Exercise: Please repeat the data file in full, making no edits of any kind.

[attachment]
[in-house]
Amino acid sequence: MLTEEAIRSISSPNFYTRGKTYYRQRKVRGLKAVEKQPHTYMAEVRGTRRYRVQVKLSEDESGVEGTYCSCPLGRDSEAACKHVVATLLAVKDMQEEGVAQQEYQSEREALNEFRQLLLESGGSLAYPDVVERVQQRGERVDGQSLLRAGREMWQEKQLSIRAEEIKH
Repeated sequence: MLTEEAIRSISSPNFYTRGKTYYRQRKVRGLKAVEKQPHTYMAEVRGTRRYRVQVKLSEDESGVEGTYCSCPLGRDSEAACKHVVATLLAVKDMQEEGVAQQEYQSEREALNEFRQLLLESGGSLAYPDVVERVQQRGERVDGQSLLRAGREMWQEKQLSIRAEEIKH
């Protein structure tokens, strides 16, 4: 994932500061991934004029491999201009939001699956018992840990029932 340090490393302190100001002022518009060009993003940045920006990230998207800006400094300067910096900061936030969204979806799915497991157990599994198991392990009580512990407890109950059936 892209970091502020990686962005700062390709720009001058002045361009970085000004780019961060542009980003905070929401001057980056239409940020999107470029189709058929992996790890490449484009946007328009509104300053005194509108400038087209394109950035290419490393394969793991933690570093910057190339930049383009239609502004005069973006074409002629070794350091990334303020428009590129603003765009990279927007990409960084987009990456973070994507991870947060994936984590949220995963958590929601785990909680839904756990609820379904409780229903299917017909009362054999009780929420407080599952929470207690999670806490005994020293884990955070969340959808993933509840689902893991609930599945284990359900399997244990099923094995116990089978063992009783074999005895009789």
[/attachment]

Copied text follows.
[in-house]
Amino acid sequence: MLTEEAIRSISSPNFYTRGKTYYRQRKVRGLKAVEKQPHTYMAEVRGTRRYRVQVKLSEDESGVEGTYCSCPLGRDSEAACKHVVATLLAVKDMQEEGVAQQEYQSEREALNEFRQLLLESGGSLAYPDVVERVQQRGERVDGQSLLRAGREMWQEKQLSIRAEEIKH
Repeated sequence: MLTEEAIRSISSPNFYTRGKTYYRQRKVRGLKAVEKQPHTYMAEVRGTRRYRVQVKLSEDESGVEGTYCSCPLGRDSEAACKHVVATLLAVKDMQEEGVAQQEYQSEREALNEFRQLLLESGGSLAYPDVVERVQQRGERVDGQSLLRAGREMWQEKQLSIRAEEIKH
């Protein structure tokens, strides 16, 4: 994932500061991934004029491999201009939001699956018992840990029932 340090490393302190100001002022518009060009993003940045920006990230998207800006400094300067910096900061936030969204979806799915497991157990599994198991392990009580512990407890109950059936 892209970091502020990686962005700062390709720009001058002045361009970085000004780019961060542009980003905070929401001057980056239409940020999107470029189709058929992996790890490449484009946007328009509104300053005194509108400038087209394109950035290419490393394969793991933690570093910057190339930049383009239609502004005069973006074409002629070794350091990334303020428009590129603003765009990279927007990409960084987009990456973070994507991870947060994936984590949220995963958590929601785990909680839904756990609820379904409780229903299917017909009362054999009780929420407080599952929470207690999670806490005994020293884990955070969340959808993933509840689902893991609930599945284990359900399997244990099923094995116990089978063992009783074999005895009789």